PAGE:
Sunday, August 18, 2013

Philip Glass at Cinema Orion

Cinema Orion, Helsinki (Philip Glass), 18 August 2013

Fokus: Philip Glass is a main theme at Helsinki Festival, and Mr. Glass has a busy schedule in Helsinki with a Solo Piano concert at Temppeliaukio Church on 18 August, Koyaanisqatsi Live! on 20 August, and Philip Glass Ensemble: A Retrospective on 21 August.

We were delighted that the maestro could fit a visit into our cinema into such a schedule. Philip Glass has created a unique corpus in the cinema, his sound is distinctive and original, and there are more than 100 works in his filmography. We are screening two prominent entities: three documentaries by Errol Morris (Thin Blue Line, A Brief History of Time, and The Fog of War), and the Qatsi trilogy by Godfrey Reggio (Koyaanisqatsi, Powaqqatsi, and Naqoyqatsi) at Cinema Orion during the next two weeks. All in glorious 35 mm.

Philip Glass's discussion partner was Professor John Richardson from the University of Turku.

John Richardson asked about social ideas in the movies of Philip Glass. My collaborations with Errol Morris and Godfrey Reggio have not been a part of mainstream commercial film production. An interest in social ideas is true of both of them, both Morris and Reggio, but Godfrey's films have become more abstract. Godfrey Reggio is a category in himself, with no stories and no performances, with very radical ideas. They didn't like what he did. The interest in social ideas is more true of Errol, though. Glass discussed some of the unorthodox methods of Errol.

In the music for Thin Blue Line you used some of your pre-existing music. Yes, the piano concerto - some of that music comes in from there. Philip Glass told about the back and forth in composing film music, taking the music back, and so on. There are usually 30-35 cues for each film, but sometimes 50. Godfrey postpones the final cut as long as possible until there is a deadline from the distributor. It's a collaborative process.

The power of music: if you select different music to a film it will look different. The intelligent way is to work with the composer from the beginning, like Scorsese did in Kundun. When the images are cut to sound it makes the music very central. Godfrey once changed the order of the images, taking the music with them.

In the documentary on you last night on tv (Scott Hicks: Glass: A Portrait of Philip in Twelve Parts, 2007) the teams with which you work were discussed; does it vary a lot? The older they are the easier it gets. There  is a lot of give and take. Young film-makers are less secure, and they tend to be very bossy. The older ones won't say anything at all. The producer is not the problem. When the director was Hitchcock, he was the one who was making the movie. When there are three producers they are all fighting with each other. In commercial production the producers are not film people anymore. They come from consortiums. We know what we like. It has made the process of film-making awkward. But when it's Scorsese, he sets the agenda. A handful can resist the meddling.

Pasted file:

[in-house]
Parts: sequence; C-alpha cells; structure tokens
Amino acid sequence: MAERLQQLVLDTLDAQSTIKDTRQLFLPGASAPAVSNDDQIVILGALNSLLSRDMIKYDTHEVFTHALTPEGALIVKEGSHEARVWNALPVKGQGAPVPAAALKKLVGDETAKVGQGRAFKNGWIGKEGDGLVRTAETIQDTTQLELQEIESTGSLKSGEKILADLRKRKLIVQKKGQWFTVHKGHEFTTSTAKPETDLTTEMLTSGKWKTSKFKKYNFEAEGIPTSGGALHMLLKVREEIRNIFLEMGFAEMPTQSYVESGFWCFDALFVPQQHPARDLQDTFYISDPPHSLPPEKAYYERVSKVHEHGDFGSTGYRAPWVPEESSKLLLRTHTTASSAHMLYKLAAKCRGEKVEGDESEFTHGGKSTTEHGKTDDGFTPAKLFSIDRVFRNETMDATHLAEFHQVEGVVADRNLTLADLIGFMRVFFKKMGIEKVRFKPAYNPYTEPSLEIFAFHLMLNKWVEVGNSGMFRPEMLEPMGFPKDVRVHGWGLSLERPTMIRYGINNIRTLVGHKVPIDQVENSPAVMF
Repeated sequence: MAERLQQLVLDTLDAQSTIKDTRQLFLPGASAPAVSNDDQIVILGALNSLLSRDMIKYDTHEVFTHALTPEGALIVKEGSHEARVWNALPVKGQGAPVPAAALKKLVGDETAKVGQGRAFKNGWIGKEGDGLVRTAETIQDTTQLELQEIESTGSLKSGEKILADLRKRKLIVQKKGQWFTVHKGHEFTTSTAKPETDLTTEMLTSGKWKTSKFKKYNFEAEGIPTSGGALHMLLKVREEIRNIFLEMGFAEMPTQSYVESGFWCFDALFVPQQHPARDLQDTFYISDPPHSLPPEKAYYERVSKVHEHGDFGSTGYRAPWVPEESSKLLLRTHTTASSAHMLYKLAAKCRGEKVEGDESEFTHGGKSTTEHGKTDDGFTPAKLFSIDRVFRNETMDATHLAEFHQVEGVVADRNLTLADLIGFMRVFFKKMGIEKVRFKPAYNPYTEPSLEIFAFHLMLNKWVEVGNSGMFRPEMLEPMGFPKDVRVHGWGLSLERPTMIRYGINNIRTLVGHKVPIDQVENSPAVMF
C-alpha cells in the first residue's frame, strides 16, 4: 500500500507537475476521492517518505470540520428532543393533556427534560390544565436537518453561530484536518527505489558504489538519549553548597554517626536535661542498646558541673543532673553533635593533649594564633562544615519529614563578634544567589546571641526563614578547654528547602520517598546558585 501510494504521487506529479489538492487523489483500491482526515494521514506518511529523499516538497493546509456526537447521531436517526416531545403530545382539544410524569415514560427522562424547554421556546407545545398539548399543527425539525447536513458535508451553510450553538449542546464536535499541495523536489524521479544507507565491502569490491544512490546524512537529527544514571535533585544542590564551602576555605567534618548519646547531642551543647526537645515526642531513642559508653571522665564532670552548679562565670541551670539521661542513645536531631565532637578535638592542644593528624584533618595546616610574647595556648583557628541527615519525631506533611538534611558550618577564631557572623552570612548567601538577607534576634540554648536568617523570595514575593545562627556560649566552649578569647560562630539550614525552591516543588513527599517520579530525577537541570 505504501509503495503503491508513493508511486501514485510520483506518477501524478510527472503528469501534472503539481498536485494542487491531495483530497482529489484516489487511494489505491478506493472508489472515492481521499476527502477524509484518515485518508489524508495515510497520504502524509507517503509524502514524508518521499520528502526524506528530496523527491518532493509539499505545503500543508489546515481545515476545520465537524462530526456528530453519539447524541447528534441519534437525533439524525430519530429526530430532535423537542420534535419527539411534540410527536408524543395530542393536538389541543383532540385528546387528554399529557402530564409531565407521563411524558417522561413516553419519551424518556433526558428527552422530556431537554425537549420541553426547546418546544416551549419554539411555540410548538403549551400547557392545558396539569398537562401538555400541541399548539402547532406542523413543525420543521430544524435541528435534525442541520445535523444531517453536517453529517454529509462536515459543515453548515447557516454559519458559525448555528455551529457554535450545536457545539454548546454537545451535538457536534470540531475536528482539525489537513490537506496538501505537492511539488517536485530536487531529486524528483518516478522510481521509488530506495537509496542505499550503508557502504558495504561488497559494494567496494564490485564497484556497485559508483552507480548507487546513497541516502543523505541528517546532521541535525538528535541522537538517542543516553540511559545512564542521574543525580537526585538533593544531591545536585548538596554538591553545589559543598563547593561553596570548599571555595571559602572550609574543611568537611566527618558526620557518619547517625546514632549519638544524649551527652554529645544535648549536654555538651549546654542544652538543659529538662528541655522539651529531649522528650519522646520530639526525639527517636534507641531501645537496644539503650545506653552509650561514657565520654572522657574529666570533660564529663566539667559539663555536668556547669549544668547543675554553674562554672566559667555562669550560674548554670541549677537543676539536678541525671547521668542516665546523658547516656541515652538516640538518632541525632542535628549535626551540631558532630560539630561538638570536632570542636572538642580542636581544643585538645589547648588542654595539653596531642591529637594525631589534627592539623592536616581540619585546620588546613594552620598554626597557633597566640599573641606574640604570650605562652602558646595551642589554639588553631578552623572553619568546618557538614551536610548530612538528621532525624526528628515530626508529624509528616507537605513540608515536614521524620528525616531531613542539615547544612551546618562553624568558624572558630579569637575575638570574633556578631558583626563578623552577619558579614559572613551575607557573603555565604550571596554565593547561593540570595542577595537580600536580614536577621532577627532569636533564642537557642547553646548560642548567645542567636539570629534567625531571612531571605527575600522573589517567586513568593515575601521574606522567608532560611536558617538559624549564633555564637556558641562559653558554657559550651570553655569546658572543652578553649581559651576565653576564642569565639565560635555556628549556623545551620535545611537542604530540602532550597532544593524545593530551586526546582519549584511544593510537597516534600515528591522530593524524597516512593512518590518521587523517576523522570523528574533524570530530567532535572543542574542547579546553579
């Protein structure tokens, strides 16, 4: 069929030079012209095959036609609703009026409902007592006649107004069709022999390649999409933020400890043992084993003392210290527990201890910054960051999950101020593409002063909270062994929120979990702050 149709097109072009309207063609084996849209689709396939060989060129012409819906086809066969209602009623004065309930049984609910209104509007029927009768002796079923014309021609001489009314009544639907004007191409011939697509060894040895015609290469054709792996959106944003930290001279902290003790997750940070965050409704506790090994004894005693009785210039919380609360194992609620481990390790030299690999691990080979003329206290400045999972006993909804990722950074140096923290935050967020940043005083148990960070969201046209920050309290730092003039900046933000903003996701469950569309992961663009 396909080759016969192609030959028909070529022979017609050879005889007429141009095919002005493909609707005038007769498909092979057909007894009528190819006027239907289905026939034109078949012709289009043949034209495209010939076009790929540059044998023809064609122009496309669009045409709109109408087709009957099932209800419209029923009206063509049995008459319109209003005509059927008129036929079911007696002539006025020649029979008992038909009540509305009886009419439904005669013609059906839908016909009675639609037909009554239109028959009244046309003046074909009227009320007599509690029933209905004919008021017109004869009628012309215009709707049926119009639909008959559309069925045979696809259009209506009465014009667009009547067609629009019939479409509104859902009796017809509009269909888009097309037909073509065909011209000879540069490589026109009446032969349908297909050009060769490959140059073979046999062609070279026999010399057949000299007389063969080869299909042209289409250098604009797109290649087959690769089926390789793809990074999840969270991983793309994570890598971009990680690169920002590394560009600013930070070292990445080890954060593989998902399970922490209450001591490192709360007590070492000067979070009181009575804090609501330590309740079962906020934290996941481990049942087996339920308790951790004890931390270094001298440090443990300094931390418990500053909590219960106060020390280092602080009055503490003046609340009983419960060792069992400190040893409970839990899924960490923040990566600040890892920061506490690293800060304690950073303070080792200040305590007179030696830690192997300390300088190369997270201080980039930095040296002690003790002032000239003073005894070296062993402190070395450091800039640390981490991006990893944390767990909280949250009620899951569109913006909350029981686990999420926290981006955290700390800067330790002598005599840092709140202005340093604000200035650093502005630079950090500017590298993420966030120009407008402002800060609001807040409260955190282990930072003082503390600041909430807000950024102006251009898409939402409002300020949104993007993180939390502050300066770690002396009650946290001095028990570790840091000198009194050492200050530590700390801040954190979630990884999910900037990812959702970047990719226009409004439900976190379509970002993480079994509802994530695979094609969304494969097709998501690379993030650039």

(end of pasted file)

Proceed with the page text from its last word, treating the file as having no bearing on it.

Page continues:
Now there is a new Godfrey Reggio movie forthcoming, Visitors, which will have its first festival screening on September the eighth. Godfrey dropped the ideological, propagandistic aspect, and the movie became about the spectator looking at the film. The subtext is the subject.

Questions from the audience: Collaborations with other arts, in opera, and in the cinema. I cannot put it down in one word. It comes down to trust. Music has a lot to say.

Q: Your favourites? A: The one I'm working with. For each film for Godfrey the score has been completely different. For Visitors, it is again different.

Q: What happens when you get stuck, don't get the work done? A: No, no, no. I just do the work.

Thin Blue Line was a non-commercial production. There are places where the action is staged, which is really no, no, no, in a documentary. There were moments which were hilariously funny in the recreation of the event.

Errol changes the life of the people he films. He got the convicted person released. The murderer confesses on film. The person who benefitted most, the convicted man, three months later he was suing Errol.

Q: Do you have a favourite genre? I have made very few straight Hollywood films, such as Mishima, The Hours, and Kundun for Marty, also The Illusionist, a very small amount of such films. I'm an amateur film composer.

Q: What about abstract films? A: I work with abstraction, I scratch, I manipulate. Abstract film-makers are even less known than poets.

Q: Notes on a Scandal? A: The producer was under a lot of stress. Q: The score embodies the angst of the character. A: Do you think he was after that?

Q: The films - concert duality. A: Not all can be played. I don't even attempt to do that. The opening theme in this film: I have done a lot of that kind of work.

Q: La Belle et la Bête. A: It was an experiment. I got the rights from the Cocteau estate. A lot of the relationships are formulaic. I made three operas based on works by Jean Cocteau, Orphée, La Belle et la Bête, and Les Enfants terribles. Orphée I saw when it was new. When I look at a stage I picture it in a different way. The whole experience becomes radically different.

Peter von Bagh attended the event and reminisced how Michael Powell had visited Hvitträsk in 1987 and told that he would have wanted to shoot The Fall of the House of Usher there, with music by Philip Glass.

On his way to the rehearsal, waiting for the taxi, Philip Glass confirmed that it had been all set and the contract was ready for signing when Michael Powell died. As a consolation Philip Glass got to compose Kundun.

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